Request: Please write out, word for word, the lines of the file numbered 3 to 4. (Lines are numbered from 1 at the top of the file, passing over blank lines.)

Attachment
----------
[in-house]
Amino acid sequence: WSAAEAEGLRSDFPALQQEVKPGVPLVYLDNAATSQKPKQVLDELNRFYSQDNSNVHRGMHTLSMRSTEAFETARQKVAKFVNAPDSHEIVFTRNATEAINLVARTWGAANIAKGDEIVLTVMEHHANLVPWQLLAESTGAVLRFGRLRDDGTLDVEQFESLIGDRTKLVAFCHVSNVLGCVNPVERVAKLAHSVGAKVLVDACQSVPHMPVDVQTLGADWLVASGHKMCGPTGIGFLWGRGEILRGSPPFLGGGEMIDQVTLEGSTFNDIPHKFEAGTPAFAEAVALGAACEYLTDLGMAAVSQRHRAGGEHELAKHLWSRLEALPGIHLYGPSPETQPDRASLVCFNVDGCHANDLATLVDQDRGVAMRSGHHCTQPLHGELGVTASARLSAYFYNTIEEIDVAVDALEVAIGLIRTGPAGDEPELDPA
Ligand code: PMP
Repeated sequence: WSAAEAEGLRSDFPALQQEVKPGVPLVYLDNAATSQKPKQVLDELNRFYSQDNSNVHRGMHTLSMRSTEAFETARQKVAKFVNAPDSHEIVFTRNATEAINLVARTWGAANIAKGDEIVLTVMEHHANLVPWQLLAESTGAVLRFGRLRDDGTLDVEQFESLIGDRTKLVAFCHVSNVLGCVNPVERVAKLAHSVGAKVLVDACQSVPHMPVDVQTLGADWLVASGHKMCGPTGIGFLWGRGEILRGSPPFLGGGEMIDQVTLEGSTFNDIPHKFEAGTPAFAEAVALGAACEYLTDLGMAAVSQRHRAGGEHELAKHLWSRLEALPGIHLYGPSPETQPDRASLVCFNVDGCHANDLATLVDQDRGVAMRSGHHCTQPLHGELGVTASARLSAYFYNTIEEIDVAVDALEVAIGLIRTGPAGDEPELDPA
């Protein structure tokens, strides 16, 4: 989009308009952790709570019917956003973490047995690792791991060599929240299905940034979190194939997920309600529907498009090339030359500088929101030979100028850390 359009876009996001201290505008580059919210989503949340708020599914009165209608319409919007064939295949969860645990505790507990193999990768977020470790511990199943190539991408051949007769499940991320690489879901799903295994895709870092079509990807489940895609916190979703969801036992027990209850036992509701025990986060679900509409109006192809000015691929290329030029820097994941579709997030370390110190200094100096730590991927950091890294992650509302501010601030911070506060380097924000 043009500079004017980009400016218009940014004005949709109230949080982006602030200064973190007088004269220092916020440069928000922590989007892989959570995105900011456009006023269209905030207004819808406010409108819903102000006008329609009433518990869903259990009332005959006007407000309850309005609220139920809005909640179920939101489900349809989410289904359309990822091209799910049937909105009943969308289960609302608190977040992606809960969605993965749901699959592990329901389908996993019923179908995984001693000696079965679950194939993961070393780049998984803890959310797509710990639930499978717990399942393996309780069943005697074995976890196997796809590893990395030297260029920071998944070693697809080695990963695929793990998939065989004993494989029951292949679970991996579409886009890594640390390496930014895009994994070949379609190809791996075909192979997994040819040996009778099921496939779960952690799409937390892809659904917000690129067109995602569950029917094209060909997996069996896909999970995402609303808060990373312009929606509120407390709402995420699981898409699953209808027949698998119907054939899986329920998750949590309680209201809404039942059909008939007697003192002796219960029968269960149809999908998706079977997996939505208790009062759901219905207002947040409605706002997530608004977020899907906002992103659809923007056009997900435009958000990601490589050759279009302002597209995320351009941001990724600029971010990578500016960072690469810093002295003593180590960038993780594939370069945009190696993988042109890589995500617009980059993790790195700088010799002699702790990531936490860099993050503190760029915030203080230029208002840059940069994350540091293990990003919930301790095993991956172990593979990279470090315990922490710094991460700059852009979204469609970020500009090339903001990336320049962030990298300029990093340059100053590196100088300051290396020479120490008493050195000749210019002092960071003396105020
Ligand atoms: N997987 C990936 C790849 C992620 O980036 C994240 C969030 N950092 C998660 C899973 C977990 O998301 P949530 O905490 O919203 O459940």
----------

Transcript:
Ligand code: PMP
Repeated sequence: WSAAEAEGLRSDFPALQQEVKPGVPLVYLDNAATSQKPKQVLDELNRFYSQDNSNVHRGMHTLSMRSTEAFETARQKVAKFVNAPDSHEIVFTRNATEAINLVARTWGAANIAKGDEIVLTVMEHHANLVPWQLLAESTGAVLRFGRLRDDGTLDVEQFESLIGDRTKLVAFCHVSNVLGCVNPVERVAKLAHSVGAKVLVDACQSVPHMPVDVQTLGADWLVASGHKMCGPTGIGFLWGRGEILRGSPPFLGGGEMIDQVTLEGSTFNDIPHKFEAGTPAFAEAVALGAACEYLTDLGMAAVSQRHRAGGEHELAKHLWSRLEALPGIHLYGPSPETQPDRASLVCFNVDGCHANDLATLVDQDRGVAMRSGHHCTQPLHGELGVTASARLSAYFYNTIEEIDVAVDALEVAIGLIRTGPAGDEPELDPA